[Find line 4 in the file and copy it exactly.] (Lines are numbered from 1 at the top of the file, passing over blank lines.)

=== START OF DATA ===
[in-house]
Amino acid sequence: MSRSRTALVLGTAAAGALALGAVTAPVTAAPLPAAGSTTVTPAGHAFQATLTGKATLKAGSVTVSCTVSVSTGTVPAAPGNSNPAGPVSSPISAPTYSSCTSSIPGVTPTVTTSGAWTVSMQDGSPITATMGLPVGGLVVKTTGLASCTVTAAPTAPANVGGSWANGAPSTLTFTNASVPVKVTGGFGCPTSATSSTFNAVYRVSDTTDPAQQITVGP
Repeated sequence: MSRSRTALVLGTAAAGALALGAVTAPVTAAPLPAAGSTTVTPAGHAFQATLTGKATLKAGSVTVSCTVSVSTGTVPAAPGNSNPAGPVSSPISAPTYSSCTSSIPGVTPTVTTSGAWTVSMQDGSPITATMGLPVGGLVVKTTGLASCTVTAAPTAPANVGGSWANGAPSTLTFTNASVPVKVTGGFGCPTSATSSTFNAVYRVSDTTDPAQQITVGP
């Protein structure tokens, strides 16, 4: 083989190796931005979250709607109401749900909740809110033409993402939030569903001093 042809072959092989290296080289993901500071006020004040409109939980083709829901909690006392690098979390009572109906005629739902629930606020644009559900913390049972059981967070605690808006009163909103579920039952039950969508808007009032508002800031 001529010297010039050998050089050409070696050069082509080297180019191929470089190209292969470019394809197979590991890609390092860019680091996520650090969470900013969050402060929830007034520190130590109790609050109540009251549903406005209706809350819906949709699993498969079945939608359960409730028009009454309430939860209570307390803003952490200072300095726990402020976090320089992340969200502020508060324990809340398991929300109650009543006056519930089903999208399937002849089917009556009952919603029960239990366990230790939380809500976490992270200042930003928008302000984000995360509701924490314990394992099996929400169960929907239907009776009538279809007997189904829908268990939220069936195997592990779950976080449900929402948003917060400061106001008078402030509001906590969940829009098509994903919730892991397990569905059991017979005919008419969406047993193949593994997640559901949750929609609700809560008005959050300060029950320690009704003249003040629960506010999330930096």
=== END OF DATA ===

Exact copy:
């Protein structure tokens, strides 16, 4: 083989190796931005979250709607109401749900909740809110033409993402939030569903001093 042809072959092989290296080289993901500071006020004040409109939980083709829901909690006392690098979390009572109906005629739902629930606020644009559900913390049972059981967070605690808006009163909103579920039952039950969508808007009032508002800031 001529010297010039050998050089050409070696050069082509080297180019191929470089190209292969470019394809197979590991890609390092860019680091996520650090969470900013969050402060929830007034520190130590109790609050109540009251549903406005209706809350819906949709699993498969079945939608359960409730028009009454309430939860209570307390803003952490200072300095726990402020976090320089992340969200502020508060324990809340398991929300109650009543006056519930089903999208399937002849089917009556009952919603029960239990366990230790939380809500976490992270200042930003928008302000984000995360509701924490314990394992099996929400169960929907239907009776009538279809007997189904829908268990939220069936195997592990779950976080449900929402948003917060400061106001008078402030509001906590969940829009098509994903919730892991397990569905059991017979005919008419969406047993193949593994997640559901949750929609609700809560008005959050300060029950320690009704003249003040629960506010999330930096």